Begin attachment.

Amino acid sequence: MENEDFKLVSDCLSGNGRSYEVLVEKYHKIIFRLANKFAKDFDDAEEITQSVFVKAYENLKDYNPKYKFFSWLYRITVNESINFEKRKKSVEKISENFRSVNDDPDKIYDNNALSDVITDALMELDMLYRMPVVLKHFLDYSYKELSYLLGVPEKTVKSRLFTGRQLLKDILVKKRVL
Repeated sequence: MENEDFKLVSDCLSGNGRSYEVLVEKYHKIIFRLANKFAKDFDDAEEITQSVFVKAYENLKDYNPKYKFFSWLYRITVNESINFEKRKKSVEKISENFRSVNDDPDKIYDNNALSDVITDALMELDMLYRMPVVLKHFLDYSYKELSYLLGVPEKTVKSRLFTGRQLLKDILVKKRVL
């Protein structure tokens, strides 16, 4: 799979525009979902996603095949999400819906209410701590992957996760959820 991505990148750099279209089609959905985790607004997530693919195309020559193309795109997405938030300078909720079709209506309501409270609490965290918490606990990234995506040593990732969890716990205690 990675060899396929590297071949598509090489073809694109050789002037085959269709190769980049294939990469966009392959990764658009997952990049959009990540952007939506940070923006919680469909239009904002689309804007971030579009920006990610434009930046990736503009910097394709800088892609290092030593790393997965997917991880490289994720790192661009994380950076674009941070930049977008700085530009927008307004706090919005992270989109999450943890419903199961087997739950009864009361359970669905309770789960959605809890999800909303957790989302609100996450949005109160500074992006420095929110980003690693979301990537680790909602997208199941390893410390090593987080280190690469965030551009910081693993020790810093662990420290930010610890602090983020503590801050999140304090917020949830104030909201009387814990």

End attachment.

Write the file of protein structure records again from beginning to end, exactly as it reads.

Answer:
Amino acid sequence: MENEDFKLVSDCLSGNGRSYEVLVEKYHKIIFRLANKFAKDFDDAEEITQSVFVKAYENLKDYNPKYKFFSWLYRITVNESINFEKRKKSVEKISENFRSVNDDPDKIYDNNALSDVITDALMELDMLYRMPVVLKHFLDYSYKELSYLLGVPEKTVKSRLFTGRQLLKDILVKKRVL
Repeated sequence: MENEDFKLVSDCLSGNGRSYEVLVEKYHKIIFRLANKFAKDFDDAEEITQSVFVKAYENLKDYNPKYKFFSWLYRITVNESINFEKRKKSVEKISENFRSVNDDPDKIYDNNALSDVITDALMELDMLYRMPVVLKHFLDYSYKELSYLLGVPEKTVKSRLFTGRQLLKDILVKKRVL
């Protein structure tokens, strides 16, 4: 799979525009979902996603095949999400819906209410701590992957996760959820 991505990148750099279209089609959905985790607004997530693919195309020559193309795109997405938030300078909720079709209506309501409270609490965290918490606990990234995506040593990732969890716990205690 990675060899396929590297071949598509090489073809694109050789002037085959269709190769980049294939990469966009392959990764658009997952990049959009990540952007939506940070923006919680469909239009904002689309804007971030579009920006990610434009930046990736503009910097394709800088892609290092030593790393997965997917991880490289994720790192661009994380950076674009941070930049977008700085530009927008307004706090919005992270989109999450943890419903199961087997739950009864009361359970669905309770789960959605809890999800909303957790989302609100996450949005109160500074992006420095929110980003690693979301990537680790909602997208199941390893410390090593987080280190690469965030551009910081693993020790810093662990420290930010610890602090983020503590801050999140304090917020949830104030909201009387814990």